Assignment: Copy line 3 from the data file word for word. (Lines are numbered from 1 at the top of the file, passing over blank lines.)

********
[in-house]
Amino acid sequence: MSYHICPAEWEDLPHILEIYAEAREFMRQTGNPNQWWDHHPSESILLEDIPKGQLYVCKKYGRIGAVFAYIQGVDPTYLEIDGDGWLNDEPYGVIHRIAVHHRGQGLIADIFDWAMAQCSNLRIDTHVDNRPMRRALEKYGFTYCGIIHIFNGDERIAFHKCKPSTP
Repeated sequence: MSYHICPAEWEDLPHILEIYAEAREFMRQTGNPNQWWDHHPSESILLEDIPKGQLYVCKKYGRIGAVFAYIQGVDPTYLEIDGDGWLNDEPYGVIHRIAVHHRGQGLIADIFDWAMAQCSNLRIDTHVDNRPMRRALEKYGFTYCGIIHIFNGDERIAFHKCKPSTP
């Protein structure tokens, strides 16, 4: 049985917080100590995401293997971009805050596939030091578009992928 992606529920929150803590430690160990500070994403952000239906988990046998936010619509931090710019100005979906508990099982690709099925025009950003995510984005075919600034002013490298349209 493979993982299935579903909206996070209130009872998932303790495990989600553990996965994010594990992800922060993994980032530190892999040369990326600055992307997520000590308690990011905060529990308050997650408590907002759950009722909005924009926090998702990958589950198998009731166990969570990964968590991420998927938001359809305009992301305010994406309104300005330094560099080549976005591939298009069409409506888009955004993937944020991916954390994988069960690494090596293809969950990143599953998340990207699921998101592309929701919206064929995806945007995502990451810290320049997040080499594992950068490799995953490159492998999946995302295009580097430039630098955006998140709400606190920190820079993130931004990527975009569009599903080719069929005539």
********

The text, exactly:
Repeated sequence: MSYHICPAEWEDLPHILEIYAEAREFMRQTGNPNQWWDHHPSESILLEDIPKGQLYVCKKYGRIGAVFAYIQGVDPTYLEIDGDGWLNDEPYGVIHRIAVHHRGQGLIADIFDWAMAQCSNLRIDTHVDNRPMRRALEKYGFTYCGIIHIFNGDERIAFHKCKPSTP